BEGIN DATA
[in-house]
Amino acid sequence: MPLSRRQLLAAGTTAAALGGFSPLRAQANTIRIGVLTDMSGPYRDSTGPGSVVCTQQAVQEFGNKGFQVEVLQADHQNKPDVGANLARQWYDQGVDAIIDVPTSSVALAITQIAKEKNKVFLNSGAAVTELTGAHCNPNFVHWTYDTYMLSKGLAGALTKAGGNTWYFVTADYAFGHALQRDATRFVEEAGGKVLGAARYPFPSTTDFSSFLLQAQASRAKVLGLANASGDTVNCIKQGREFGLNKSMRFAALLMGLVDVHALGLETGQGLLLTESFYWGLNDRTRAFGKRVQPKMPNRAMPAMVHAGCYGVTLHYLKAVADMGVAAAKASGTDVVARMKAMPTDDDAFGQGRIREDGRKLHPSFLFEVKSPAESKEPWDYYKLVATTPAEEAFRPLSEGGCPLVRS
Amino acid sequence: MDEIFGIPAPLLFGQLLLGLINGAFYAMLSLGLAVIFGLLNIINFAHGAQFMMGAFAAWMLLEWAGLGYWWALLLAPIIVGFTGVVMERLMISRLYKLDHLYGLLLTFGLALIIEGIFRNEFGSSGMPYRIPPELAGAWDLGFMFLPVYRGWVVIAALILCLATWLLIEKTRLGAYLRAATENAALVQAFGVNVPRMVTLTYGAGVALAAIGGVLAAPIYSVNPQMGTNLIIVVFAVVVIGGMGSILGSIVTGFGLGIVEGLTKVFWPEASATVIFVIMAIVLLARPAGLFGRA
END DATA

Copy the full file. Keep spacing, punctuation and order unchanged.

[in-house]
Amino acid sequence: MPLSRRQLLAAGTTAAALGGFSPLRAQANTIRIGVLTDMSGPYRDSTGPGSVVCTQQAVQEFGNKGFQVEVLQADHQNKPDVGANLARQWYDQGVDAIIDVPTSSVALAITQIAKEKNKVFLNSGAAVTELTGAHCNPNFVHWTYDTYMLSKGLAGALTKAGGNTWYFVTADYAFGHALQRDATRFVEEAGGKVLGAARYPFPSTTDFSSFLLQAQASRAKVLGLANASGDTVNCIKQGREFGLNKSMRFAALLMGLVDVHALGLETGQGLLLTESFYWGLNDRTRAFGKRVQPKMPNRAMPAMVHAGCYGVTLHYLKAVADMGVAAAKASGTDVVARMKAMPTDDDAFGQGRIREDGRKLHPSFLFEVKSPAESKEPWDYYKLVATTPAEEAFRPLSEGGCPLVRS
Amino acid sequence: MDEIFGIPAPLLFGQLLLGLINGAFYAMLSLGLAVIFGLLNIINFAHGAQFMMGAFAAWMLLEWAGLGYWWALLLAPIIVGFTGVVMERLMISRLYKLDHLYGLLLTFGLALIIEGIFRNEFGSSGMPYRIPPELAGAWDLGFMFLPVYRGWVVIAALILCLATWLLIEKTRLGAYLRAATENAALVQAFGVNVPRMVTLTYGAGVALAAIGGVLAAPIYSVNPQMGTNLIIVVFAVVVIGGMGSILGSIVTGFGLGIVEGLTKVFWPEASATVIFVIMAIVLLARPAGLFGRA